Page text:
Part one can be found here.
By Andrew Devis (doodleNEWS)
A recent addition to Premiere Pro is a new tab on the ‘New Project’ dialogue box called ‘Ingest Settings’ which is for both bringing assets into you project AND for the creation of light-weight versions of your footage used to make editing faster.
The third option is to ‘Create Proxies’.
Create Proxies Options
What are Proxies?
Proxies are smaller, lower quality versions of your original camera media that will play back very easily inside of Premiere Pro even on lower powered machines and laptops.
Why would I want to use Proxies?
Sometimes, your editing system can struggle with the amount you are asking from it. This is proving to be a particular problem with the increased use of 4K, 5k, 6k and even 8k media. Because, even if the deliverables after the edit is HD, you still need to be able to play-back these larger files.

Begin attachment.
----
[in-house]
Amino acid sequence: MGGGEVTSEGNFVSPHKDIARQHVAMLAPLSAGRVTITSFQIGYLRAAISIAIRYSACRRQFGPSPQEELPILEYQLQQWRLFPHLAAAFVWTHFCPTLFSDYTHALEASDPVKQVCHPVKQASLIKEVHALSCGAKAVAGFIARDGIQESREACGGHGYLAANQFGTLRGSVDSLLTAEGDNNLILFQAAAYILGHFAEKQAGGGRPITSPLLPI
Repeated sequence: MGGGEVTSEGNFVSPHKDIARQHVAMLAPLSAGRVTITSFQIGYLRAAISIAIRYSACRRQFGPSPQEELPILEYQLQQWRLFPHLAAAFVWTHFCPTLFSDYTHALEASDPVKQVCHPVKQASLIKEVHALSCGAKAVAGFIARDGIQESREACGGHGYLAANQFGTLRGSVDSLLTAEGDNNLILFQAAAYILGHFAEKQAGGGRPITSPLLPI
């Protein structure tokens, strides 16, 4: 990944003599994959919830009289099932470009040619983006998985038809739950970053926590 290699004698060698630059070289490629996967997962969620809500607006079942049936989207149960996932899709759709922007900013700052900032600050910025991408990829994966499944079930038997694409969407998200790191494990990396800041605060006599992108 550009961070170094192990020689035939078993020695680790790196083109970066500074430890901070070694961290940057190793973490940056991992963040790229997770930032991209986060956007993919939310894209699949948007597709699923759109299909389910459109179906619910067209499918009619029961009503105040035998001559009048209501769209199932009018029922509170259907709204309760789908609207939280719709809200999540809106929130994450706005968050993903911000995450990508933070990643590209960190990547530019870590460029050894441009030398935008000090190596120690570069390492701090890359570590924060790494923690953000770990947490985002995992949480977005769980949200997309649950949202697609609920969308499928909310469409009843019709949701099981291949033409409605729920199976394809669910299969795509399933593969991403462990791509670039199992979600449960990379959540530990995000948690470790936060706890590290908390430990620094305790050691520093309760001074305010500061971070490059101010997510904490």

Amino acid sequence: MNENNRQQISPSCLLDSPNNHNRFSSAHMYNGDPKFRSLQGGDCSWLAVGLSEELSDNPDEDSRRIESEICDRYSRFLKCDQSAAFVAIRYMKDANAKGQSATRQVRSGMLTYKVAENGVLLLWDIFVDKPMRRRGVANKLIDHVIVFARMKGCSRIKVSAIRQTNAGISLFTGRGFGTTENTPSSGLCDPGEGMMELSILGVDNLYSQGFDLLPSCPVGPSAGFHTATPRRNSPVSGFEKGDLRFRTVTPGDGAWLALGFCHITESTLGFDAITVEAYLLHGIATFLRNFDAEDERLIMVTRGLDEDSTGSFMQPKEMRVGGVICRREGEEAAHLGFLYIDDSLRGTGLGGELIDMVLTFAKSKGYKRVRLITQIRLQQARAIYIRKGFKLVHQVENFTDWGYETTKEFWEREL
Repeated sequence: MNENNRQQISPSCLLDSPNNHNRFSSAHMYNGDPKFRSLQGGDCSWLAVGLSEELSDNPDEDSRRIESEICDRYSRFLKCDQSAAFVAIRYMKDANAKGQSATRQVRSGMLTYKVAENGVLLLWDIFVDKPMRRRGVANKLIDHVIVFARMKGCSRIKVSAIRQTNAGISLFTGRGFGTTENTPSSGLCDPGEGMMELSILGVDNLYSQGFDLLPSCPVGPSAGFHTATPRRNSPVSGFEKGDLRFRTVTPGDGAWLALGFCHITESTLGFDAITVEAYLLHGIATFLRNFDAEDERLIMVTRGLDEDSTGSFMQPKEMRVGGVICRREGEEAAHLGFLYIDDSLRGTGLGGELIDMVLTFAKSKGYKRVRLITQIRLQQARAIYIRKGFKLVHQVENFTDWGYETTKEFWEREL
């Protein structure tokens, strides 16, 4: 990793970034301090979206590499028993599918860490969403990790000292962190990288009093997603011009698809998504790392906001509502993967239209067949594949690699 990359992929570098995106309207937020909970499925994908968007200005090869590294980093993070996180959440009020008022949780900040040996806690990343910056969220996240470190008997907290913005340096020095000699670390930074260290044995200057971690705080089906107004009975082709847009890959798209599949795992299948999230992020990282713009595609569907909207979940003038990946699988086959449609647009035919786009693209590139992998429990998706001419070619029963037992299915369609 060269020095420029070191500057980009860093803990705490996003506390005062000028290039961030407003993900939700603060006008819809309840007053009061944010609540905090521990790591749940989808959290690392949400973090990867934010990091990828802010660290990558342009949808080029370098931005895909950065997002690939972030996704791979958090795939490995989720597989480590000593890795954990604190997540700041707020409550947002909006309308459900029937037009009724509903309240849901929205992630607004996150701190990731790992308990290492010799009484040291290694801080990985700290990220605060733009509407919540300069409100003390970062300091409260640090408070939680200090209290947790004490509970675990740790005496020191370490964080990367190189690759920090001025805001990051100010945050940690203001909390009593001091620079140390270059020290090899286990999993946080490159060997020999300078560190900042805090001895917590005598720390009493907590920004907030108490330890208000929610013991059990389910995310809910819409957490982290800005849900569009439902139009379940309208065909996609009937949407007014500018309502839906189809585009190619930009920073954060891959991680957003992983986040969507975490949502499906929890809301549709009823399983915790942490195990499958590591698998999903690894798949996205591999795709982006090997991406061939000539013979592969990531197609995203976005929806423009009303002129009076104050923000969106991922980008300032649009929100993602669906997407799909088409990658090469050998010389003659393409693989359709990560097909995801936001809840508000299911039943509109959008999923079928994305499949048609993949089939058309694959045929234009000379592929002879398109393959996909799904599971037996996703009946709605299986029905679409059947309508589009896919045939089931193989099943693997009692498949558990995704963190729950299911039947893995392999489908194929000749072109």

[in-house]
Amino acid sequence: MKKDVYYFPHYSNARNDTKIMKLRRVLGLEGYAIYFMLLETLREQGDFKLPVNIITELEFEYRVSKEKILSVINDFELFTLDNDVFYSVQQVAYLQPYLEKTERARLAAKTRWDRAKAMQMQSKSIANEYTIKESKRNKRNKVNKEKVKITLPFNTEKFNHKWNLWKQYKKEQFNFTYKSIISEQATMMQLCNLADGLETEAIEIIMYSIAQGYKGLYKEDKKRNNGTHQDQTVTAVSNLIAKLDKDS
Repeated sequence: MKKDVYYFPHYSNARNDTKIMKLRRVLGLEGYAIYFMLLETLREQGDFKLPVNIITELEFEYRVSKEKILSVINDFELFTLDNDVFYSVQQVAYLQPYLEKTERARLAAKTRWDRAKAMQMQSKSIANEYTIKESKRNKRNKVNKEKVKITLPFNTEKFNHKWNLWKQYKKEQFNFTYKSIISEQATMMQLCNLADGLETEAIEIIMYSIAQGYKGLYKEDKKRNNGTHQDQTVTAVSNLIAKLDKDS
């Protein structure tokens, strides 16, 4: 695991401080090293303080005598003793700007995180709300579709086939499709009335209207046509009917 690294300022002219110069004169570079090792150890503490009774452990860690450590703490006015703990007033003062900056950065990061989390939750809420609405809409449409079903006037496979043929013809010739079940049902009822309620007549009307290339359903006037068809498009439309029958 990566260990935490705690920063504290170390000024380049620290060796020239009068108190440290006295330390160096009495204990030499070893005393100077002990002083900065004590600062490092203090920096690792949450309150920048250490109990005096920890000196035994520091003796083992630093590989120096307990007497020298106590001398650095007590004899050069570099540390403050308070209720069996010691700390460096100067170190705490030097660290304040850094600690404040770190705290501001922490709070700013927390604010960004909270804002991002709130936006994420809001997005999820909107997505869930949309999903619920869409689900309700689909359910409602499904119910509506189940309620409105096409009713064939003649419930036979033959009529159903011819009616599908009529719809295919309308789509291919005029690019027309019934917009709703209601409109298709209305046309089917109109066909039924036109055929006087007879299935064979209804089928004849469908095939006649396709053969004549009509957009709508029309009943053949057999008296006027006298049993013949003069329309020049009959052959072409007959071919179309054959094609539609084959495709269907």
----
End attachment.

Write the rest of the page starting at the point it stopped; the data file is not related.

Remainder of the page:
So, to overcome this, if you choose ‘Create Proxies’ – when you import a file into Premiere Pro, the Media Encoder will launch automatically, and create a smaller, lower quality version of the file to use for editing.
Won’t this mean I have a lower quality end result?
The short answer is ‘no’ as long as you have access to the original high quality media (this is why there is a ‘Copy and Create Proxies’ option so that you can copy the originals to your storage devise while at the same time create proxies for editing). Premiere Pro will always be looking for the original camera media when it exports the final production as long as it can find it!
More about using proxies and switching between proxies and the original files in the next blog. And don’t forget to check out our growing list of Premiere Pro tutorials here.